It consists of a simple set of titanium beads, each with a magnetic core that are linked together in a flexible chain which is then formed into a necklace around the lower oesophagus. This simply strengthens the sphincter, keeping the valve closed to prevent reflux, but allowing it to open briefly during, and then close again after swallowing.
The procedure is usually carried out by laparoscopic (keyhole) surgery. Five small incisions are made in the abdomen (two about 1cm, three about 0.5cm).
The oesophagus just above the stomach where the natural lower sphincter resides is identified. Very minimal dissection is necessary, as it is important to preserve as much of the normal structures as possible, including nerves and ligaments, as well as the natural shape of the stomach.
A measuring instrument is deployed, and the best sized device is selected. This is then carefully placed around the oesophagus and then the LINX device is locked to form the necklace. If a hiatus hernia is present, then this is also repaired with stitches. The procedure takes between 30 – 60 minutes
The LINX® system helps the LES resist opening to gastric pressures
The LINX® System expands to allow for normal swallowing.
Magnetic attraction closes the LES immediately after swallowing.
I have no acid reflux problems and it has made such a difference for my lifestyle. Thank you very, very much for all that you have done for me.
This is usually very quick, with most patients going home on the same day as surgery. There is a little bit of discomfort from the wounds while they heal, but this is usually managed with normal painkillers which are supplied. Anti-sickness tablets are also provided and advised to be taken for a few days as nausea can sometimes be a problem. Normal light activities are permitted, but heavier or more strenuous actions should be avoided. Return to work is usually after a few days or weeks, depending on occupation.
Patients are advised to eat and drink normally, but to chew their food well and drink plenty of fluids. Dry and hard foods are to be avoided. It is also encouraged to have some soft snacks between main meals to help exercise the oesophagus and keeps the device functioning.
Relief of reflux symptoms is immediate. Anti-acid medication can be stopped as soon as desired.
Dysphagia and oesophageal spasm are the most common problems after surgery. This may occur because of two reasons. Firstly, the oesophagus which has not been used to pushing against a barrier struggles with this task (like any muscle). Secondly, the body forms a fibrous capsule as a natural reaction around the device which can tighten it and make it less flexible. This is why these problems are worst at around 4-6 weeks after surgery.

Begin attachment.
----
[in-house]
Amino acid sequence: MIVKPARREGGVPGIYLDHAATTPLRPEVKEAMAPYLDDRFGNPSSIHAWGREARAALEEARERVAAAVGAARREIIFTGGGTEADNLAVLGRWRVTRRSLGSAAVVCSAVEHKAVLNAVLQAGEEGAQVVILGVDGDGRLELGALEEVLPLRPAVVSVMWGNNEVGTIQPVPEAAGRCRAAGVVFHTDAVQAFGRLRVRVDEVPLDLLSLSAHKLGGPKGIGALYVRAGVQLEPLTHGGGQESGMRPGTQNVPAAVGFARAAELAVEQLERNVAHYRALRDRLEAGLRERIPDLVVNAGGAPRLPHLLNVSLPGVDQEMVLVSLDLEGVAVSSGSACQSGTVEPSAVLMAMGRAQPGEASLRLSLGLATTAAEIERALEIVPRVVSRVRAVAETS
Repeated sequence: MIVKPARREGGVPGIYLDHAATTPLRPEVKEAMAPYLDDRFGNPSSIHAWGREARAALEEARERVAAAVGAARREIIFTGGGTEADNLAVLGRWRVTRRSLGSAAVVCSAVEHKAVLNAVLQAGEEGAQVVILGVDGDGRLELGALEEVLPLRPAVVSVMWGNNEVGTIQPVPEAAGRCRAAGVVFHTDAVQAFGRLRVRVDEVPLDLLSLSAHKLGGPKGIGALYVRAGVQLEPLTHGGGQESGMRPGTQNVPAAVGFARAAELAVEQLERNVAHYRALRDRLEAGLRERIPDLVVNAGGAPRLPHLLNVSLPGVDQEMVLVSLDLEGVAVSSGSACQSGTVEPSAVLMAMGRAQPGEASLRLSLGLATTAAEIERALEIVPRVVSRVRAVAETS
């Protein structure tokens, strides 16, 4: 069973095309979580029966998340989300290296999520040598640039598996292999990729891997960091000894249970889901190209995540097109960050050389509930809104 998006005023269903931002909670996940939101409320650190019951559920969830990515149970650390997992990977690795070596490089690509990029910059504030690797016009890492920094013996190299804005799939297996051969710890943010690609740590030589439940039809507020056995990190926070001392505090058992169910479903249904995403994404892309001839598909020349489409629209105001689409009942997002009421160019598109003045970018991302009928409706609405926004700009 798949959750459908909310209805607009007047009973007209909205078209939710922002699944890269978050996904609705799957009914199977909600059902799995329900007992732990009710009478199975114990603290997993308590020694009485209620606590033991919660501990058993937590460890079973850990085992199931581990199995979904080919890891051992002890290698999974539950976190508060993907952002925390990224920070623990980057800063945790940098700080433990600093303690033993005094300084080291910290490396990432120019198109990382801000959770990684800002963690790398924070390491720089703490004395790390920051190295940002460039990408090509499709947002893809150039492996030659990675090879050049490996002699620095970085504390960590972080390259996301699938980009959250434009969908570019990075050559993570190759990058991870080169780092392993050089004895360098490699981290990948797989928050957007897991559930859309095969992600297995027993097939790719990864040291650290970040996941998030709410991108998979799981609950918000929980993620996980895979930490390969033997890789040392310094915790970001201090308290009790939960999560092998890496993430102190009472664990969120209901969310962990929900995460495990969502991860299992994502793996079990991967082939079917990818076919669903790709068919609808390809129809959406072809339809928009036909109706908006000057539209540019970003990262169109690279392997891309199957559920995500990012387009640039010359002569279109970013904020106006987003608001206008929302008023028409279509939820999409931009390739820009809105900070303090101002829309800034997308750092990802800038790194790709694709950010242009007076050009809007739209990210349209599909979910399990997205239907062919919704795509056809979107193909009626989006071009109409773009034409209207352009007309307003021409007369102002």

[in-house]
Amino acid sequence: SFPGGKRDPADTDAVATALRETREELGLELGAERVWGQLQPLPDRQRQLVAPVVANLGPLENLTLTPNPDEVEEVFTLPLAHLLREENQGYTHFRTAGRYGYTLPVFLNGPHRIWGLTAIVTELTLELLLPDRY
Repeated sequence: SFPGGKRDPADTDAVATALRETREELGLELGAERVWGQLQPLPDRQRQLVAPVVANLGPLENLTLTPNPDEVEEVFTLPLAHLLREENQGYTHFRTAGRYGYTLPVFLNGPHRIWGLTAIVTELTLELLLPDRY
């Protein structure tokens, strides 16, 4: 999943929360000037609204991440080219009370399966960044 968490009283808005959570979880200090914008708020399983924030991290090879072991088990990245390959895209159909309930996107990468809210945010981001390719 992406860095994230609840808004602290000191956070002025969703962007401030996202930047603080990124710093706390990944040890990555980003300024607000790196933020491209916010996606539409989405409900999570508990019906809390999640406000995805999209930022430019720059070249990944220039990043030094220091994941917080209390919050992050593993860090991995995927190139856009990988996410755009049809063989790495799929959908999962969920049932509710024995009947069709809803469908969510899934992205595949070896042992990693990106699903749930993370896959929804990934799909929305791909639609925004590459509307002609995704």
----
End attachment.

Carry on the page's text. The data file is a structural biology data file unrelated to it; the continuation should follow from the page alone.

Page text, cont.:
Usually these symptoms resolve spontaneously and patients are encouraged to keep on eating and drinking normally and have frequents small snack-meals. This exercises the oesophagus in a similar way to physiotherapy on a muscle, and loosens the capsule making it softer and more flexible.
Occasionally endoscopy and gentle dilatation of the device with a balloon may be necessary. This weakens the natural healing capsule that forms around the device, and sometimes a short course of steroids are prescribed to prevent this happening again.
As with other anti-reflux procedures, some patients complain of bloating and flatulence after surgery. The LINX device is a two-way valve so can allow to vomiting and belching.
LINX device does not usually trigger any security alarms, but an implant card is provided to show authorities if necessary. MRI (magnetic resonance imaging) scans may de-magnetise the device, so should be avoided, or if undertaken should be limited to 1.5 Tesla power to which level the device is usually resistant to.
Erosion into the oesophagus has been reported. Some patients have also had to have the device removed because of sickness. Both these problems seemed to occur when the procedure was first introduced, and because of modifications to the technique these problems are very rare
As with any surgical operation, there are also uncommon risks of bleeding, infection and damage to internal organs, and the risks of a general anaesthetic.
Although this procedure is relatively new, outcomes have now been reported from studies which have carefully tracked patients for over five years. These show excellent levels of patient satisfaction with relief of symptoms, freedom from drug-therapy and remarkable restoration of health-related quality of life.
In Exeter, we were one of the first Centres to offer this procedure, and now have the largest consecutive series in the UK. We have been very encouraged by our own experience with excellent results and are very pleased to offer the LINX procedure as a definite treatment for reflux in appropriately selected patients.
LINX offers a new way of dealing with reflux, using a mechanical device to augment the lower oesophageal sphincter rather than reconfiguring the normal anatomy upper stomach. It therefore represents a much less invasive procedure, a concept which many patients find attractive.
Side effects such as bloating, flatulence and dysphagia are reported to be less, and patients retain the ability to belch and vomit.
Recovery is much faster, and there is no restriction on diet.
It is a relatively new procedure, so very long term outcomes (greater than 10-years) are not known, but results published so far, and our own experience are very encouraging. The procedure is becoming increasing popular throughout Europe and in the United States.